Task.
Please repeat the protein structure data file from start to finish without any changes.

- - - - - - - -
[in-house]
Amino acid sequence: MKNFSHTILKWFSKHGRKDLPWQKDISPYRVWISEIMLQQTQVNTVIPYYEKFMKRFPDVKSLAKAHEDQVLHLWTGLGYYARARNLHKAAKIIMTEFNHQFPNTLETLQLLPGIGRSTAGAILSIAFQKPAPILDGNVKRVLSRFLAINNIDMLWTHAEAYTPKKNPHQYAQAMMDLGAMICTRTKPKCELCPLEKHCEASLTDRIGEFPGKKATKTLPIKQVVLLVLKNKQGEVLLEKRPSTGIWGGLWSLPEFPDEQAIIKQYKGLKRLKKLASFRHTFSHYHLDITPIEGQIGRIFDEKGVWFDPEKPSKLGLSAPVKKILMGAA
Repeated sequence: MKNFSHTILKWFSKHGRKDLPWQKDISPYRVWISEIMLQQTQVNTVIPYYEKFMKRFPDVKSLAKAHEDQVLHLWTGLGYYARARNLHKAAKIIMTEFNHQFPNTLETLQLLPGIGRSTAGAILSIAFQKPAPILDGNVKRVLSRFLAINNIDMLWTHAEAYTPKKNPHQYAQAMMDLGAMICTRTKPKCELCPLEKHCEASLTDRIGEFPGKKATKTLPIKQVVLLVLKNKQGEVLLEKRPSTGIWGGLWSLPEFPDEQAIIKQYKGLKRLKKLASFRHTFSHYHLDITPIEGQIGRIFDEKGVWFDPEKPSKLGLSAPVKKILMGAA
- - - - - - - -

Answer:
[in-house]
Amino acid sequence: MKNFSHTILKWFSKHGRKDLPWQKDISPYRVWISEIMLQQTQVNTVIPYYEKFMKRFPDVKSLAKAHEDQVLHLWTGLGYYARARNLHKAAKIIMTEFNHQFPNTLETLQLLPGIGRSTAGAILSIAFQKPAPILDGNVKRVLSRFLAINNIDMLWTHAEAYTPKKNPHQYAQAMMDLGAMICTRTKPKCELCPLEKHCEASLTDRIGEFPGKKATKTLPIKQVVLLVLKNKQGEVLLEKRPSTGIWGGLWSLPEFPDEQAIIKQYKGLKRLKKLASFRHTFSHYHLDITPIEGQIGRIFDEKGVWFDPEKPSKLGLSAPVKKILMGAA
Repeated sequence: MKNFSHTILKWFSKHGRKDLPWQKDISPYRVWISEIMLQQTQVNTVIPYYEKFMKRFPDVKSLAKAHEDQVLHLWTGLGYYARARNLHKAAKIIMTEFNHQFPNTLETLQLLPGIGRSTAGAILSIAFQKPAPILDGNVKRVLSRFLAINNIDMLWTHAEAYTPKKNPHQYAQAMMDLGAMICTRTKPKCELCPLEKHCEASLTDRIGEFPGKKATKTLPIKQVVLLVLKNKQGEVLLEKRPSTGIWGGLWSLPEFPDEQAIIKQYKGLKRLKKLASFRHTFSHYHLDITPIEGQIGRIFDEKGVWFDPEKPSKLGLSAPVKKILMGAA